Wearable tech market gets patents, funding as Nike shies away

data visualization rainbow eye close 3A new category comes to SiliconANGLE’s Smart World Series – Smart Health.  This issue will focus on how the Internet of Things is reshaping people’s health with innovative wearable devices and applications, as well as its impact on the healthcare industry.

This week’s Smart Health issue features Google’s smart contact lens, which has taken a step closer to reality, a smart baby monitor that receives a hefty funding round, and a well-known manufacturer that may soon turn away from the wearable tech market.

Google’s smart contacts for diabetics granted patents


Diabetes is no longer considered as a ‘disease of the wealthy’ regions, with the International Diabetes Federation reporting that by the year 2035, people with diabetes will come from the low and middle income countries.

The alarming rate at which diabetes is spreading has prompted researchers to find ways to make diabetes more manageable.

In January, Google revealed that it is working on smart contact lens which will have embedded sensors to make blood glucose monitoring less painful for people with diabetes, and it looks like Google may be a step closer to bringing this technology to market.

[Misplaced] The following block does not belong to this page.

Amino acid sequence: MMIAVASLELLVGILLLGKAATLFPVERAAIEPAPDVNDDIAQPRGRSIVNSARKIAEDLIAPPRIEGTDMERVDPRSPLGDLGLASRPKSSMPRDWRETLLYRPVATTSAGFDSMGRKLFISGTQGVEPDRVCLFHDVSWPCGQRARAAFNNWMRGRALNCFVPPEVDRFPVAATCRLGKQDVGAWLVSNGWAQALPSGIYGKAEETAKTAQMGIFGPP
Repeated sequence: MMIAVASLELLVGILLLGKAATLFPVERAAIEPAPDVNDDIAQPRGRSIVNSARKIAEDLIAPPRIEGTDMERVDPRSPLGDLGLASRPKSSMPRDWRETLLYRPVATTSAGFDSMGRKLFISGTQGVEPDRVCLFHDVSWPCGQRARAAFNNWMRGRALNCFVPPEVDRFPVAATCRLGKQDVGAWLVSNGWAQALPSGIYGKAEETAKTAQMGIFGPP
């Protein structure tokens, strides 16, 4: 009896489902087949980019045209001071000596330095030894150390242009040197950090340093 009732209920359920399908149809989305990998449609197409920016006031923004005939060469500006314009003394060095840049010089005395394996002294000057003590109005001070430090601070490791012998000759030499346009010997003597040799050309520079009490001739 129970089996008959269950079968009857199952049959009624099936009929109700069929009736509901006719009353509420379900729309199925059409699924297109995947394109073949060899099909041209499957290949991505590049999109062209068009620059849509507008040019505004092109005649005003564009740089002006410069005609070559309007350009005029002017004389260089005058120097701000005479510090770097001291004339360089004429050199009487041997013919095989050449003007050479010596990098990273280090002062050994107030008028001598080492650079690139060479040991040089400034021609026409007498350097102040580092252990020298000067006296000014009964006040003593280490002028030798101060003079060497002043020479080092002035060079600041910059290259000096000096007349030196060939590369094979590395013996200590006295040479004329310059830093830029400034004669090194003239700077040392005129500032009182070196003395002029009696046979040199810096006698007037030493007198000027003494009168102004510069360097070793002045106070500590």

Last week, the search giant was awarded a patent entitled Microelectrodes In An Ophthalmic Electrochemical Sensor, which describes a transparent, eye-mountable device or contact lens embedded with flexible sensors and antenna.  The sensors are designed to interact with human tear fluid to determine a number of health-related factors.

“Human tear fluid contains a variety of inorganic electrolytes (e.g., Ca.sup.2+, Mg.sup.2+, Cl.sup.-), organic solutes (e.g., glucose, lactate, etc.), proteins, and lipids. A contact lens with one or more sensors that can measure one or more of these components provides a convenient non-invasive platform to diagnose or monitor health related problems. An example is a glucose sensing contact lens that can potentially be used for diabetic patients to monitor and control their blood glucose level,” the patent reads.

This is just one of Google’s project that involves contact lenses.  The tech giant is also looking to embed a camera into a smart contact lens, as evidenced by another patent Google filed.  The patent describes the ability to capture photos just by blinking.  Though this is quite interesting, it is expected to draw more security concerns should Google officially unveil it.

Owlet raises $1.85M in funding


One of a parent’s worst nightmares is Sudden Infant Death Syndrome, or the unexpected death of their infant.  SIDS doesn’t have any warning signs, but one study may have found a link between breathing problems, such as sleep apnea, and SIDS, but until experts have determined what really causes it and how to prevent it, parents can only rely on baby monitors to help them sleep at night.

Source: OwletCare.com

Source: OwletCare.com